Monday, April 11, 2011

After the Brouhaha over Government shut-down, now can the real federal budget debate begin?

Keywords or Terms: Cataleptic Exhaustion; Budget Negotiations and Agreements; Stop-gap financing; Federal Employees; Defaulting; Senate Majority Leader Reid; House Speaker Boehner; Representative Jim Jordan (R-Ohio); Partnerships; and, Relationships

We were so fortunate to have such an amazing group of lawmakers, Democrats and Republicans, alike. After taking the country to the brink of a nervous breakdown over the budget of 2011, a budget that should have passed last year and should have been winding down, we were dragged into a cataleptic exhaustion over whether House lawmakers will reach an agreement with U.S. Senate and the White House, last week, over the passing of the belated budget. Welcome to the roller coaster world of lawmaking in the United States Congress!

Mr. Boehner’s Chief of staff was congratulated for the behind the scene efforts and contribution by Senate Majority Leader Harry Reid. While announcing in a press conference late Friday night that an agreement among the lawmakers have been reached, Senate Majority Leader was magnanimous enough to give credit to many who never get their widows mite in difficult circumstance as this. Yes, there were so many staffers, both in the House and Senate, who put in extra number of hours to ensure that the deal does not fall apart, or that lawmakers do not continue to drift apart. Many listeners last Friday appreciated the Majority Leader's gesture and understood the difficult challenges that many lawmakers and their staff, were facing as they attempted to reach an agreement on passing the budget that will expire in September, 2011. The rig-marrow over the budget began in April 2010!

One group that were pleased to see that our lawmakers were doing what is in the best interest of the nation, were Federal Employees, who were about to be locked out, if an agreement was not reached among the lawmakers. Some in the public actually joked that they were thankful that this task was not sourced out to China!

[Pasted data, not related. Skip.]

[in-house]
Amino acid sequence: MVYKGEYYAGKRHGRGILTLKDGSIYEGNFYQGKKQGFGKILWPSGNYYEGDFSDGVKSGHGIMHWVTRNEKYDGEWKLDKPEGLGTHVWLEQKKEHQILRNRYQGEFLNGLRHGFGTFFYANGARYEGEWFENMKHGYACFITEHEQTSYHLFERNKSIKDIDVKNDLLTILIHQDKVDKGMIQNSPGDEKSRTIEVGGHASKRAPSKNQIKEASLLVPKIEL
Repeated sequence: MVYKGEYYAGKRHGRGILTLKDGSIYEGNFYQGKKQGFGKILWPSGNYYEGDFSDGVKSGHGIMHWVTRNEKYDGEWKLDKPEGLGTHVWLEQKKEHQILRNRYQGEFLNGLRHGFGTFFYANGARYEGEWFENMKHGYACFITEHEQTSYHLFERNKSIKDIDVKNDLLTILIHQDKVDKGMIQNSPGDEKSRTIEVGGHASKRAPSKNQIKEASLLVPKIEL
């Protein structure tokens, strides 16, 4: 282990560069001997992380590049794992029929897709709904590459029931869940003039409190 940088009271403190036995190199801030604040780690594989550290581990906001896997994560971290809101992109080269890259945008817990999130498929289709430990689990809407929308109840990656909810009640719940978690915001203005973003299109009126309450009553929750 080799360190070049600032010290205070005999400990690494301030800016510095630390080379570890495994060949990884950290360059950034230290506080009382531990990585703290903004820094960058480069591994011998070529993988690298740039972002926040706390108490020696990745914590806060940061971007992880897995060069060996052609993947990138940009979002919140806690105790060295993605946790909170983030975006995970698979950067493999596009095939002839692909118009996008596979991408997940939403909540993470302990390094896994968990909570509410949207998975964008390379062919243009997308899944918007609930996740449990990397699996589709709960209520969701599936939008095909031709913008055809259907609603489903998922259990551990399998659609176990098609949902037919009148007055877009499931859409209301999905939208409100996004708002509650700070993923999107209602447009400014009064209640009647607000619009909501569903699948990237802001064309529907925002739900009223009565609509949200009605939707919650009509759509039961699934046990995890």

Majority of Americans who had keen interest in the debate over the budget understood that the agreements reached were tentative and can still fall apart, if other lawmakers in the House and Senate do not share the same convictions over all the items that were negotiated. The presumptive nature of the agreement and the possibility that all may not be totally well with the agreements, until when passed in the full house and senate, make a lot of us, wonder: What was all the brouhaha for? Is this how negotiations and deals are made in congress? Do we need to be dragged into the stress of ironing out differences among lawmakers in congress? Why are some people and programs made scapegoat due to the pressures from the Tea Party faction in the Republican Party?


The best that came out of the negotiations and agreement was probably that, America’s credit rating would not suffer or be down graded. Our creditors needed to see our lawmakers demonstrating significant flexibility or corporation, so that some of our debts do not go into default. Those creditors who were apprehensive lately about extending credit to Uncle Sam were relieved. Some of our creditors who could hardly careless about our lawmakers passing a budget, are convinced that America’s economy is the biggest and the almighty green back is a stable international and respectable currency that will never fail; these group were hardly perturbed by all the wranglings going on. For this latter group: agreements, disagreements, negotiations, deals and no deals among US lawmakers were part of the nature of American politics, and no one should read too many meanings to them; or, take them more seriously than they should. In addition, for this group, Uncle Sam’s children will do the right thing! Is this always true? Can our creditors be sure that America will tidy up its finances, pay her bills and guarantee that the nation does not go into default because our lawmakers fail to pass a workable and reflective budget?

American politics is occasionally messy and needed solutions to the question of our over-sized deficit. Our lawmakers are drawn into the annual fights over the budget line items and occasionally, the extent of the fights or how messy it gets, depends on leadership in the two chambers of congress. Initial negotiations among lawmakers this year around exhibited signs of stress, including discontent from political pressure groups, makers and shakers in congress. While some pressure groups may get so ideologue that it seems as if, no one can penetrate their defense, there are occasions, when experienced lawmakers, who know what weight to carry and which to leave behind in negotiations, cradle the process of negotiations, agreements and debates to success, even with recalcitrance from their memberships. House Speaker Boehner was faced with a tough pressure group within his party, and for some time, it looked as if the Republican Party was in disarray; however, the speaker found a way to ensure that the Tea Party group fell in line. For whatever it’s worth, we must give credit to him for bringing all the horses back to the barn or store house, after the long stormy night on friday.